I came to an immediate realization: If I let myself be dragged out beyond the farther breaking waves it would be extremely difficult to get back. What I immediately knew was that I could not let my body be dragged out beyond the waves that were breaking farthest from shore because it would be extremely difficult to get back. I don’t remember there being a rip tide but rather a very rough ocean carrying waves of gargantuan size. I swam desperately, thrashing with swim strokes, perhaps like that of a whale just harpooned. I looked above at the darkening sky, no blue and no sun in sight, and I wondered, for a very brief moment, whether this was going to be it for me!

I no longer tried to ride waves in to shore for fear if I went out too far I would not be able to come back. I swam as hard as I could to get to the waves that were breaking close to the shore. All of this occurred in just a few minutes, but felt like a lifetime of unending agony. I had no idea how to escape the ocean’s wild, untamed ferocity. I felt as if I was being devoured by Nature, then taken to a place I had never been and did not want to enter.

Exhausted, I continued to swim between the two sets of waves and, as I approached the set breaking closest to shore I felt sand under my feet. It was if my prayers had been answered. With both feet on the ground I galloped as a wave hit me and drew me closer to shore. I plunged onto the wave and glided safely on my belly to shore. I lay there for perhaps two minutes, dry heaving water and once more looking up at the colorless sky. A teen-age boy, who perhaps had seen me struggle, came up to me and asked me if I was all right. I told him “yes.” I’d drifted some 50 to 70 yards away from the point I entered the ocean. I discerned a distant figure approaching. As it came closer, I realized it was my friend.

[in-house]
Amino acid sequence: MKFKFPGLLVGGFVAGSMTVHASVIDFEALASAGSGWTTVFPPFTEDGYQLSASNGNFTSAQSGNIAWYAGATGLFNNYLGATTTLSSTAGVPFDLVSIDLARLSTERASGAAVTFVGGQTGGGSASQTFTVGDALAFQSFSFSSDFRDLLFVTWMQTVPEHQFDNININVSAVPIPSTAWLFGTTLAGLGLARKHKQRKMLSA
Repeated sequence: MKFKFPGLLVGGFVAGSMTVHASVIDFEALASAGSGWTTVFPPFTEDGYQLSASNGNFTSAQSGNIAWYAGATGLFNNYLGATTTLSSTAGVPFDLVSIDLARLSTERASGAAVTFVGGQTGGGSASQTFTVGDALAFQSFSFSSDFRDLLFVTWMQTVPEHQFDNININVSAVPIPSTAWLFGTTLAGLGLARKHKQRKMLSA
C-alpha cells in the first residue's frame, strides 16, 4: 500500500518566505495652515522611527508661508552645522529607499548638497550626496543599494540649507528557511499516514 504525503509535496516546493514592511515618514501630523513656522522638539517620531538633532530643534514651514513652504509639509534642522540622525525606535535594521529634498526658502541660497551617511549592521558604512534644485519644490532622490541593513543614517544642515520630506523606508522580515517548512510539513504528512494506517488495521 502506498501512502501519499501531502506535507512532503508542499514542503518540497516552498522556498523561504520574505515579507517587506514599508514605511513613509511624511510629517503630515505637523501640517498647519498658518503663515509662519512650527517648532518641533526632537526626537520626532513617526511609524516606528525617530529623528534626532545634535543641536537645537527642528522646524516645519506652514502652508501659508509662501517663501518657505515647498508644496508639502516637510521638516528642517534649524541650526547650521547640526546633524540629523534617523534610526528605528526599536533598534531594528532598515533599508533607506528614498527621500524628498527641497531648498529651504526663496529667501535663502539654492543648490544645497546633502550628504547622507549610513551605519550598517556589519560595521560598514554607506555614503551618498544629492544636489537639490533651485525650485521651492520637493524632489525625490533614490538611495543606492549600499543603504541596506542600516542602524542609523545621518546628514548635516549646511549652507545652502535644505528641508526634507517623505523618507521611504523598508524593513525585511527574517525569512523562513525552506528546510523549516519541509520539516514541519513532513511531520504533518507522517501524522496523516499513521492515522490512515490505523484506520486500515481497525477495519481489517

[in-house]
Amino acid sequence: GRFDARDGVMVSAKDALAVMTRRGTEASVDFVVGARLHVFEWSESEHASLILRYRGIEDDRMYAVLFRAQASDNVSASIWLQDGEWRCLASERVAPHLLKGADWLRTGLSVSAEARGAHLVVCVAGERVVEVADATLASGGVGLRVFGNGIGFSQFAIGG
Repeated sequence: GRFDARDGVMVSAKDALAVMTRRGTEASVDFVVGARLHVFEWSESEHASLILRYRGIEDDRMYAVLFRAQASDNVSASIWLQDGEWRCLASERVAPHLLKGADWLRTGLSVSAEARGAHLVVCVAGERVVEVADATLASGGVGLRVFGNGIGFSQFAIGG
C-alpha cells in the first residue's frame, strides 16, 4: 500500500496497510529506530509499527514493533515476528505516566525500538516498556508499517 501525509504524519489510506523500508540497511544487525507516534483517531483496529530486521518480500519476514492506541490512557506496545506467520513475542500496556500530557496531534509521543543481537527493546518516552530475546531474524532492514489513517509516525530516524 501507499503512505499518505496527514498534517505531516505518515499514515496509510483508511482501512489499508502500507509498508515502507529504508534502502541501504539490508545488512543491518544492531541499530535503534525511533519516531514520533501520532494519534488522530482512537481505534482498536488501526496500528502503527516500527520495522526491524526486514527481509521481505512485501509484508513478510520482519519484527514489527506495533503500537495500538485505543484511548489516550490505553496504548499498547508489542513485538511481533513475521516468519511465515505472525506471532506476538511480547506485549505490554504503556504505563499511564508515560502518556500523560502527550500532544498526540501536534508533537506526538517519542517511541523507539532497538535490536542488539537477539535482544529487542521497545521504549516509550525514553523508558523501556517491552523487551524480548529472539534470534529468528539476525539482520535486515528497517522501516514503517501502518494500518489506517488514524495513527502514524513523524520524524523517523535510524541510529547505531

As I thought about my dangerous escapade, I understood: “masculine” bravado? In actuality, it was youthful foolishness. With no life guards in sight, I’d performed on a trapeze without a safety net. It was adolescent but very much male what I had done. If I had been pulled out beyond the farther set of waves, I doubt I’d be here to tell the story. As they were out that day, a helicopter may have sighted me. But the ocean is a huge expanse. Given how tired I was once ashore, how long could have I lasted in the deeps? Would I have been spotted before it was too late?

Never again did I body surf at an unguarded beach.

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Life Lessons Psychology Religion Spirituality

Shavout: Reflections on My 70th Birthday and Second Bar Mitzvah

Honored Rabbi Cantor, a person I have enjoyed knowing these last few months and Cantor Sofer, family and friends and fellow congregants, let me first give special thanks to Ted Hirschfeld for the excellent teaching he provided to me on my Haphtarah today. My wife Lisa also deserves special thanks for encouraging and enduring the time I spent learning and practicing my Haphtarah. To those that asked: Yes I did have a Bar Mitzvah on May 25, 1958, on Sunday the first day of Shavuot. Remembering what my mother, may she rest in peace, said to me many times: “Bernard we are a strange people, we eulogize the dead and criticize the living.” As I remembered the sense of exhilaration I felt, going through the process of practicing my Bar Mitzvah some 57 years ago, especially, that very last week, I decided to repeat the process that I had experienced in my early adolescence. In so doing, I wanted you, my friends and family, to join me in this celebration.